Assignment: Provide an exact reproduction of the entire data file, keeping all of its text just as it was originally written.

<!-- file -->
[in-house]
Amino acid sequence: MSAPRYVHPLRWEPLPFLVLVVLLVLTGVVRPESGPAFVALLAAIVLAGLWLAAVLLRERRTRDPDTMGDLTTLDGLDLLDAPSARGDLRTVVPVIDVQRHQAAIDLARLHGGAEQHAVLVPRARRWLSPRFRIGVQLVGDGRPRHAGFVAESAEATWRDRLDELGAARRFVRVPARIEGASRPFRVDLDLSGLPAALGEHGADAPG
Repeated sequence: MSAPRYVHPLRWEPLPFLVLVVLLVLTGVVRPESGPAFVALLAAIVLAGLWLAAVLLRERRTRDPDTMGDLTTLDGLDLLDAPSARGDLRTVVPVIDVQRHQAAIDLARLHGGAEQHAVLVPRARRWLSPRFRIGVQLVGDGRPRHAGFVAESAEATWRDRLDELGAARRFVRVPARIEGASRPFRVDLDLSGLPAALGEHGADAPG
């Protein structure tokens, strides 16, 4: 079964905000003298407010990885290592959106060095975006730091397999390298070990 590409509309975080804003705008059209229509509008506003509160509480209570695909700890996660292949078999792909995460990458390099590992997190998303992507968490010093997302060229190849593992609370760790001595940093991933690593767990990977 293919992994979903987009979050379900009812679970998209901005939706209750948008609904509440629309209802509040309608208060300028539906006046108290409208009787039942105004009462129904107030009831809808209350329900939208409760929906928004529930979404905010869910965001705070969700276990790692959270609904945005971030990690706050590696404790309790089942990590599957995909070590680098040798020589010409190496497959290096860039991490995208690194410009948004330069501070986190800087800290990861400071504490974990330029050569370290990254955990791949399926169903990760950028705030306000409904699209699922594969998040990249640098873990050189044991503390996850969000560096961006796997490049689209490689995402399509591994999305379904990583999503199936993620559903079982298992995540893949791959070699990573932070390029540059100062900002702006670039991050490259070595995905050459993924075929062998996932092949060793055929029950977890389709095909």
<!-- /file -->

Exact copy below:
[in-house]
Amino acid sequence: MSAPRYVHPLRWEPLPFLVLVVLLVLTGVVRPESGPAFVALLAAIVLAGLWLAAVLLRERRTRDPDTMGDLTTLDGLDLLDAPSARGDLRTVVPVIDVQRHQAAIDLARLHGGAEQHAVLVPRARRWLSPRFRIGVQLVGDGRPRHAGFVAESAEATWRDRLDELGAARRFVRVPARIEGASRPFRVDLDLSGLPAALGEHGADAPG
Repeated sequence: MSAPRYVHPLRWEPLPFLVLVVLLVLTGVVRPESGPAFVALLAAIVLAGLWLAAVLLRERRTRDPDTMGDLTTLDGLDLLDAPSARGDLRTVVPVIDVQRHQAAIDLARLHGGAEQHAVLVPRARRWLSPRFRIGVQLVGDGRPRHAGFVAESAEATWRDRLDELGAARRFVRVPARIEGASRPFRVDLDLSGLPAALGEHGADAPG
């Protein structure tokens, strides 16, 4: 079964905000003298407010990885290592959106060095975006730091397999390298070990 590409509309975080804003705008059209229509509008506003509160509480209570695909700890996660292949078999792909995460990458390099590992997190998303992507968490010093997302060229190849593992609370760790001595940093991933690593767990990977 293919992994979903987009979050379900009812679970998209901005939706209750948008609904509440629309209802509040309608208060300028539906006046108290409208009787039942105004009462129904107030009831809808209350329900939208409760929906928004529930979404905010869910965001705070969700276990790692959270609904945005971030990690706050590696404790309790089942990590599957995909070590680098040798020589010409190496497959290096860039991490995208690194410009948004330069501070986190800087800290990861400071504490974990330029050569370290990254955990791949399926169903990760950028705030306000409904699209699922594969998040990249640098873990050189044991503390996850969000560096961006796997490049689209490689995402399509591994999305379904990583999503199936993620559903079982298992995540893949791959070699990573932070390029540059100062900002702006670039991050490259070595995905050459993924075929062998996932092949060793055929029950977890389709095909």